The defense asked not to impose any pre-trial measure on the defendant. Besides, Medvedchuk’s fellow MPs of the OPZZh party offered themselves as guarantors for the release on bail. Commenting on the court order, Medvedchuk said he will work and give interviews from home.
Reaction of the political forces and general public. Public reaction to Medvedchuk’s pretrial house arrest was mild. A majority of politicians, including opposition, and experts agree that the pretrial measure is too soft.
It is too soft for treason charges, the public sentiment is. Denys Kazanskyi, journalist, member of the Ukrainian delegation to the Trilateral Contact Group in Minsk, asks a rhetorical question: “Why do the cases involving treason, and flares and broken windows at the Office of the President share the same pretrial measure?”
Journalist Bohdan Butkevych says the court decision was predictable, and warns against giving up in despair.
He says Medvedchuk “was assigned the role of an oligarch whom Zelenskyi will publicly defeat.” He will not flee to Russia, Butkevych adds: “He understands that his value is high as long as he is in Ukraine. In Russia, he would be even less valuable than Yanukovych.”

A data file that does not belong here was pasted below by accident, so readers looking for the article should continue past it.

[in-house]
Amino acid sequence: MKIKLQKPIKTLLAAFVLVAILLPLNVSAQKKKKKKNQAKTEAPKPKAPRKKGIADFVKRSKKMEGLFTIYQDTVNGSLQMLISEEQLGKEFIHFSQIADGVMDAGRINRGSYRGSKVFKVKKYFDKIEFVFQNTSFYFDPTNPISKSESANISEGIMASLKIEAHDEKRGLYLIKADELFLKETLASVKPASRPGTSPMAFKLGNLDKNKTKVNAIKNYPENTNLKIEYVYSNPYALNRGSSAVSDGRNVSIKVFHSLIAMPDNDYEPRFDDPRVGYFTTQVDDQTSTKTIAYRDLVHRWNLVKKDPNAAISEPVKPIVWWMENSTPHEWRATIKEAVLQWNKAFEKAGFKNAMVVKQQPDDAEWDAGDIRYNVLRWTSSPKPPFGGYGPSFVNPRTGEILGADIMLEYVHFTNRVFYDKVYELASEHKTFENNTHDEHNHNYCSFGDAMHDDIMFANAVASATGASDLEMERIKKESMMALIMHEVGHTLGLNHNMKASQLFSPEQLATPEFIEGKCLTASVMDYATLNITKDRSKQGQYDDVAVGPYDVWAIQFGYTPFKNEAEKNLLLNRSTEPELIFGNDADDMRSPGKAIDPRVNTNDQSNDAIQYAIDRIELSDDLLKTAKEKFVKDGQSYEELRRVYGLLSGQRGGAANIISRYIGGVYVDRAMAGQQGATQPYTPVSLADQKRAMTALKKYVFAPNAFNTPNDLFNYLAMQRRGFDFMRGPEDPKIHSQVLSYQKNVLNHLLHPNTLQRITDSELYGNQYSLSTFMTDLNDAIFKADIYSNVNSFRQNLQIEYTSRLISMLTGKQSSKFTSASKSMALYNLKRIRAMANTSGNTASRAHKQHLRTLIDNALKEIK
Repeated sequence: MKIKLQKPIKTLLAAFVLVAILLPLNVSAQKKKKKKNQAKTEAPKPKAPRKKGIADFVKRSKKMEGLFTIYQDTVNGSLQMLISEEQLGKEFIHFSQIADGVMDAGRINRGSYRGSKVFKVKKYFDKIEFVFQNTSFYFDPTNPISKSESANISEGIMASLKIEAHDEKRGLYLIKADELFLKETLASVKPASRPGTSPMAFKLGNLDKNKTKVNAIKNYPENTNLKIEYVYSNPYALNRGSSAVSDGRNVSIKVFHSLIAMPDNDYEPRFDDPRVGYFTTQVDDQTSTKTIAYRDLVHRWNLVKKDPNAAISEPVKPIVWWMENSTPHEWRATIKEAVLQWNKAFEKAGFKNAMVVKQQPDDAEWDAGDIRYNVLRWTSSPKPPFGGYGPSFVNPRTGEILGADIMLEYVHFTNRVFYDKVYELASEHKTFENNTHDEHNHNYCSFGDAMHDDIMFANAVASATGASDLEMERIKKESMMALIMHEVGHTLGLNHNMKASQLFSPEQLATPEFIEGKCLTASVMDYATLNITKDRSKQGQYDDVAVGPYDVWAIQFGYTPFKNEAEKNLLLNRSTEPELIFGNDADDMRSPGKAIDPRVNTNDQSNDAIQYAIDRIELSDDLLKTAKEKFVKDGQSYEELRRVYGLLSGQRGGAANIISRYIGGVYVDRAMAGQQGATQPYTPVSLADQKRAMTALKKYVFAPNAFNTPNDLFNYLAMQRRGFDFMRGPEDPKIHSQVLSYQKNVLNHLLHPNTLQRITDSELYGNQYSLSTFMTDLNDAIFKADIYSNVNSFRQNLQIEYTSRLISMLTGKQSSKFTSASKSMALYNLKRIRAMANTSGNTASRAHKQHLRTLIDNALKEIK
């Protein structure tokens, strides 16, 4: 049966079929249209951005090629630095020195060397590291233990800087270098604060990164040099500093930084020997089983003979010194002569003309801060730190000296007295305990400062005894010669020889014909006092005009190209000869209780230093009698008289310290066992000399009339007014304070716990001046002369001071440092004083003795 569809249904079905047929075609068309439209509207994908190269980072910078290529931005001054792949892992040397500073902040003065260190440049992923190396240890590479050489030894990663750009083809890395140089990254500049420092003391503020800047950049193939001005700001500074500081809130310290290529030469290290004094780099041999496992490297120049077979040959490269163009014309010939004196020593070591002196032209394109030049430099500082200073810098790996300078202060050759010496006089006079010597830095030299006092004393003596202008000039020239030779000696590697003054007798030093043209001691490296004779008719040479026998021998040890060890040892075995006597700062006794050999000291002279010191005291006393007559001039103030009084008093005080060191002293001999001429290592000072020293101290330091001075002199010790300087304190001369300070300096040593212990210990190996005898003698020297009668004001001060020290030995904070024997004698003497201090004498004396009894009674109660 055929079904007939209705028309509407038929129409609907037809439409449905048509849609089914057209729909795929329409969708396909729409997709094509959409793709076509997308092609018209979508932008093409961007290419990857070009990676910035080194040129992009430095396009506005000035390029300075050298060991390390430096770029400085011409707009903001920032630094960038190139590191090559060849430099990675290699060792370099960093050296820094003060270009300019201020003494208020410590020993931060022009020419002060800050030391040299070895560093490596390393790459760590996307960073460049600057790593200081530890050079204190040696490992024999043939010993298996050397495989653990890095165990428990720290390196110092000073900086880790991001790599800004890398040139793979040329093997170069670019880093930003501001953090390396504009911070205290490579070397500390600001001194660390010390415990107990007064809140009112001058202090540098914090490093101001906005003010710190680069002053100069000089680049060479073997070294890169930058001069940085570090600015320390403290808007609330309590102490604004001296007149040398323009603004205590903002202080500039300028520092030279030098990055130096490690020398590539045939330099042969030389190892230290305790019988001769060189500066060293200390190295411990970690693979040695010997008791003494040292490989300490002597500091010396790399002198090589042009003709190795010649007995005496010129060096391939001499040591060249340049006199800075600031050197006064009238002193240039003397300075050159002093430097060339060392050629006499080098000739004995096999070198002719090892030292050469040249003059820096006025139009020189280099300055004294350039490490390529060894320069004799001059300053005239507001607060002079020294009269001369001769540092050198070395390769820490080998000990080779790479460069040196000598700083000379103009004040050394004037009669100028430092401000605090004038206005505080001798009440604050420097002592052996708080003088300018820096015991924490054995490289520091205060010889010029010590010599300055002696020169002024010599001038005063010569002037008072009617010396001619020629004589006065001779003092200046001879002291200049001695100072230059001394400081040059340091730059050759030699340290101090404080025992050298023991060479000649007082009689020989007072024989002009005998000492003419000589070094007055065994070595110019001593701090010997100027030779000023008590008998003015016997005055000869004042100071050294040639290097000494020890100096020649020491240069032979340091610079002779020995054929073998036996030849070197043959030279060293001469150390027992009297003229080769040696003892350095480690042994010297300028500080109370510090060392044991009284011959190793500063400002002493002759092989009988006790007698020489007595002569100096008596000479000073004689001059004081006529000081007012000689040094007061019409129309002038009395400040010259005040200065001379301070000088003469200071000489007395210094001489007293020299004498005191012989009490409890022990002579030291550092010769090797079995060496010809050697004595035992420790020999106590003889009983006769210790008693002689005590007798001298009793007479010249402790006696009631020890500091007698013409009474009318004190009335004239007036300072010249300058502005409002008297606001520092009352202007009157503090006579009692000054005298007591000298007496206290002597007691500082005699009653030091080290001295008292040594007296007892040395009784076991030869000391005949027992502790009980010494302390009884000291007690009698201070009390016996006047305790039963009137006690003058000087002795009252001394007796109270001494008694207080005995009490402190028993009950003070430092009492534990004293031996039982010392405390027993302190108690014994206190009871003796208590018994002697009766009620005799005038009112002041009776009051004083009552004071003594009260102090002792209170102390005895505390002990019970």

Medvedchuk’s “de-legitimation” is a positive outcome already, the journalist says. “It paves the way for de-legitimation of the openly pro-Russian breed in Ukraine.”
How will it unfold? Experts are divided over the case prospects. Some say the case has no prospects and will not advance in court. Others complement the solid stance of the government, and are hopeful of Medvedchuk’s guilty verdict.